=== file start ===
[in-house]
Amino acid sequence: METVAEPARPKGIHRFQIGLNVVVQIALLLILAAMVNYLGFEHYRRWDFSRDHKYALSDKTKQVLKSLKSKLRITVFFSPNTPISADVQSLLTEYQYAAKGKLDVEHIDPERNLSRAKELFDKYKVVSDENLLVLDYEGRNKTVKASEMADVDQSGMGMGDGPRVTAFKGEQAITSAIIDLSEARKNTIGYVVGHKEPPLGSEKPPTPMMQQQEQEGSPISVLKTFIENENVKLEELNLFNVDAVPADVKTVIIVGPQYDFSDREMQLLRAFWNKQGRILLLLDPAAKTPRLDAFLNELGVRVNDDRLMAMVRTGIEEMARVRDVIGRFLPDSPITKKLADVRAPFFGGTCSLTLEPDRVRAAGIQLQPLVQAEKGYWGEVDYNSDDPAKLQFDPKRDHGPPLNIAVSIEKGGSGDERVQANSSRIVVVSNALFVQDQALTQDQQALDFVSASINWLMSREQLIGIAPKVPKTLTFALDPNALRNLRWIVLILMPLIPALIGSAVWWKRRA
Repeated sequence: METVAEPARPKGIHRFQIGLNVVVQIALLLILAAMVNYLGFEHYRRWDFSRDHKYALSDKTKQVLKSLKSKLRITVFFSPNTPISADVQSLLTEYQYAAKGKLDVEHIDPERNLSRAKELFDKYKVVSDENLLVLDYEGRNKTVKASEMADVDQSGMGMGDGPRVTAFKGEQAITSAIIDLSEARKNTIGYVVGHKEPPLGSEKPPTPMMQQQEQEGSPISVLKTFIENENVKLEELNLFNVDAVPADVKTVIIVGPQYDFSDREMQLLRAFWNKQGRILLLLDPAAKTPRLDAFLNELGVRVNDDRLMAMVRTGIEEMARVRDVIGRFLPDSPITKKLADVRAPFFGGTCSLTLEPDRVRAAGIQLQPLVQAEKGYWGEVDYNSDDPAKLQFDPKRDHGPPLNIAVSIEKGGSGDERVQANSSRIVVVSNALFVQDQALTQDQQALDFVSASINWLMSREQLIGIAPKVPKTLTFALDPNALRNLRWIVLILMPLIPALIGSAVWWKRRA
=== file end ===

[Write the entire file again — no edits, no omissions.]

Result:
[in-house]
Amino acid sequence: METVAEPARPKGIHRFQIGLNVVVQIALLLILAAMVNYLGFEHYRRWDFSRDHKYALSDKTKQVLKSLKSKLRITVFFSPNTPISADVQSLLTEYQYAAKGKLDVEHIDPERNLSRAKELFDKYKVVSDENLLVLDYEGRNKTVKASEMADVDQSGMGMGDGPRVTAFKGEQAITSAIIDLSEARKNTIGYVVGHKEPPLGSEKPPTPMMQQQEQEGSPISVLKTFIENENVKLEELNLFNVDAVPADVKTVIIVGPQYDFSDREMQLLRAFWNKQGRILLLLDPAAKTPRLDAFLNELGVRVNDDRLMAMVRTGIEEMARVRDVIGRFLPDSPITKKLADVRAPFFGGTCSLTLEPDRVRAAGIQLQPLVQAEKGYWGEVDYNSDDPAKLQFDPKRDHGPPLNIAVSIEKGGSGDERVQANSSRIVVVSNALFVQDQALTQDQQALDFVSASINWLMSREQLIGIAPKVPKTLTFALDPNALRNLRWIVLILMPLIPALIGSAVWWKRRA
Repeated sequence: METVAEPARPKGIHRFQIGLNVVVQIALLLILAAMVNYLGFEHYRRWDFSRDHKYALSDKTKQVLKSLKSKLRITVFFSPNTPISADVQSLLTEYQYAAKGKLDVEHIDPERNLSRAKELFDKYKVVSDENLLVLDYEGRNKTVKASEMADVDQSGMGMGDGPRVTAFKGEQAITSAIIDLSEARKNTIGYVVGHKEPPLGSEKPPTPMMQQQEQEGSPISVLKTFIENENVKLEELNLFNVDAVPADVKTVIIVGPQYDFSDREMQLLRAFWNKQGRILLLLDPAAKTPRLDAFLNELGVRVNDDRLMAMVRTGIEEMARVRDVIGRFLPDSPITKKLADVRAPFFGGTCSLTLEPDRVRAAGIQLQPLVQAEKGYWGEVDYNSDDPAKLQFDPKRDHGPPLNIAVSIEKGGSGDERVQANSSRIVVVSNALFVQDQALTQDQQALDFVSASINWLMSREQLIGIAPKVPKTLTFALDPNALRNLRWIVLILMPLIPALIGSAVWWKRRA